Jun 102013
 

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The “existing Indian family doctrine” was first explained in Matter of Adoption Baby Boy L. (Kan., 1982) 643 P.2d 168, which involved an out-of-wedlock child of an Indian father and a non-Indian mother. (In re Alicia S. (1998) 65 Cal.App.4th 79, 83.) The mother had voluntarily relinquished the child at birth for adoption by a specific non-Native American couple, whereupon the father and his tribe invoked the ICWA. In declining to apply ICWA to this situation, the Kansas Supreme Court found that the purposes of the ICWA would not be served by applying it to a situation in which the child had never been a part of an Indian home or culture: “A careful study of the legislative history behind the Act and the Act itself discloses that the overriding concern of Congress and the proponents of the Act was the maintenance of the family and tribal relationships existing in Indian homes and to set minimum standards for the removal of Indian children from, their existing Indian environment. It was not to dictate that an illegitimate infant who has never been a member of an Indian home or culture, and probably never would be, should be removed from its primary cultural heritage and placed in an Indian environment over the express objections of its non-Indian mother.” (Matter of Adoption of Baby Boy L., supra, at p. 175.)

A split of authority has developed between state courts adopting the doctrine, and those declining to do so. Following Kansas’s lead, numerous state courts adopted the “existing Indian family doctrine,” refusing to apply the Act where its purpose, the improper removal of Indian children from their Indian families, would not be served. Other states rejected the doctrine, primarily based on a plain language statutory construction of the Act. According to these courts, a narrow focus on the interests of a particular existing family failed to recognize the broader interests of the Indian tribe in preserving tribal culture.

The single United States Supreme Court case addressing the Act, Mississippi Choctaw Indian Band v. Holyfield (1989) 490 U.S. (Holyfield), involved the question whether twin children, whose parents lived on a reservation and traveled to a distant town to give birth to them and relinquish them, were “domiciled” on the reservation within the meaning of the Act. Some courts have construed Holyfield as having raised questions about the continuing viability of the “existing Indian family doctrine” as defined by Baby Boy L. and its progeny, while other courts have construed Holyfield as being limited to its facts, and having no effect on the “existing Indian family doctrine.”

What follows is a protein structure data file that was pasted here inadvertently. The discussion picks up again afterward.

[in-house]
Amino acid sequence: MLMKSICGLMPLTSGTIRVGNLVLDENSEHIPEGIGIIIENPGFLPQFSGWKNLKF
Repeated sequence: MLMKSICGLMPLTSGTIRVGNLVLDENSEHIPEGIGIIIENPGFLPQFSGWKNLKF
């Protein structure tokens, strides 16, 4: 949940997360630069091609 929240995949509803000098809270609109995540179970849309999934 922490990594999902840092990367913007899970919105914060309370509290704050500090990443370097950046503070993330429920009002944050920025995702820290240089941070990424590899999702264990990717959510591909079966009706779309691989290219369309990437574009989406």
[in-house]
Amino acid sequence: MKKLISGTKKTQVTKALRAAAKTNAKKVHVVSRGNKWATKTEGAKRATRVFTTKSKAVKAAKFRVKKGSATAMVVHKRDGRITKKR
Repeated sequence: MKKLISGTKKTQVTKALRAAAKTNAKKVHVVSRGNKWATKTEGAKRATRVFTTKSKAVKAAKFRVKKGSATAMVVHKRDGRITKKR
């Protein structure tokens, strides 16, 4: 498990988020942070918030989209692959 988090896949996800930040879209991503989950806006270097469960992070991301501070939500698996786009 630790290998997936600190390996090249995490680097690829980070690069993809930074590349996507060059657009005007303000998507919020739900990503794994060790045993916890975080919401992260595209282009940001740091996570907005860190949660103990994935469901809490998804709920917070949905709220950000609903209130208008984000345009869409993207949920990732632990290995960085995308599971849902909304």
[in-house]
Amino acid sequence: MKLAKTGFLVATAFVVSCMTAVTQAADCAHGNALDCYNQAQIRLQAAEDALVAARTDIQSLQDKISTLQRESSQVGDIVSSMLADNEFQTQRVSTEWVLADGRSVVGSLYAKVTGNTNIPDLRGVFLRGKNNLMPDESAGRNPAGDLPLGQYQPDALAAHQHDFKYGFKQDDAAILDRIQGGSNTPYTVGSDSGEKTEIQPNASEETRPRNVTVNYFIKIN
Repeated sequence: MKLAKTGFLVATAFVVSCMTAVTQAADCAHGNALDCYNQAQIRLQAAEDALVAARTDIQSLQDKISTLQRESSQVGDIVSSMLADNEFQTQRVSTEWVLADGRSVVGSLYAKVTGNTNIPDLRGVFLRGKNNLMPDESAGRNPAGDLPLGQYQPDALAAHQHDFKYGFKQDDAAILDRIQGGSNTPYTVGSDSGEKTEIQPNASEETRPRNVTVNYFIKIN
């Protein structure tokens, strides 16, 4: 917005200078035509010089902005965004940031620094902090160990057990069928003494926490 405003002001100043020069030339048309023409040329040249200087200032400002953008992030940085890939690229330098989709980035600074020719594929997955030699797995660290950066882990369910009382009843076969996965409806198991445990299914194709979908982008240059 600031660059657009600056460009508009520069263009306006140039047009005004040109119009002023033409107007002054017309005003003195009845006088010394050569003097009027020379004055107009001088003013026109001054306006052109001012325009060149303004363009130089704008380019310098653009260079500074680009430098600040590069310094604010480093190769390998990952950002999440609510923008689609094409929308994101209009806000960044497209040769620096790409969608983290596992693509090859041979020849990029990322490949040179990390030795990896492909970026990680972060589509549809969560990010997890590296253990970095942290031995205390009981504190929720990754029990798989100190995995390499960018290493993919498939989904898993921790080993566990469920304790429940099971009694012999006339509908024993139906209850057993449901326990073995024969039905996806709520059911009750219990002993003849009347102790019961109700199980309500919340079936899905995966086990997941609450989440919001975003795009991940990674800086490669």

At present, 10 states have adopted the doctrine, six have rejected it, and the position of the remaining states is unclear. fn. 15

Congress considered amending the ICWA to preclude application of the “existing Indian family doctrine” but did not do so. fn. 16 The United States Supreme Court has denied certiorari in two cases involving the “existing Indian family doctrine,” fn. 17 one from Division Three of this district of the California Court of Appeal, In re Bridget R. (1996) 41 Cal.App.4th 1483 (Bridget R.).

 

 

 

 

Bridget R., supra, 41 Cal.App.4th at p. 1507.) “It is almost too obvious to require articulation,” the Court commented, ‘”that the unique values of Indian culture’ [citation] will not be preserved in the homes of parents who have become fully assimilated into non-Indian culture.” (Ibid.) Thus, the Court concluded, absent a showing by the parents of significant social, cultural, or political ties with their Indian heritage, applying the ICWA to remove the children from a home in which they had formed familial bonds would violate the children’s substantive due process rights. Under the circumstances of assimilated parents and a child who has become part of a loving family, the ICWA “can serve no purpose which is sufficiently compelling to overcome the child’s fundamental right to remain in the home where he or she is loved and well cared for, with people to whom the child is daily becoming more and more attached by bonds of affection and among whom the child feels secure to learn and grow. (Id. at pp. 1507-1508.)

Bridget R., supra, 41 Cal.App.4th at p. 1508.) The Court rejected the contention that the ICWA does not create a race-based classification because application of the Act triggered by the child’s membership in the Tribe, holding that “any application of ICWA which is triggered by an Indian child’s genetic heritage, without substantial social, cultural or political affiliations between the child’s family and a tribal community, is an application based solely, or at least predominantly, upon race and is subject to strict scrutiny under the equal protection clause. So scrutinized, and for the same reasons set forth in our discussion of the due process issue, it is clear that ICWA’s purpose is not served by an application of the Act to children who are of Indian descent, but whose parents have no significant relationship with an Indian community. If ICWA is applied to such children, such application deprives them of equal protection of the law.” (Bridget R., supra, at pp. 1509-1510.)

A. Substantive Due Process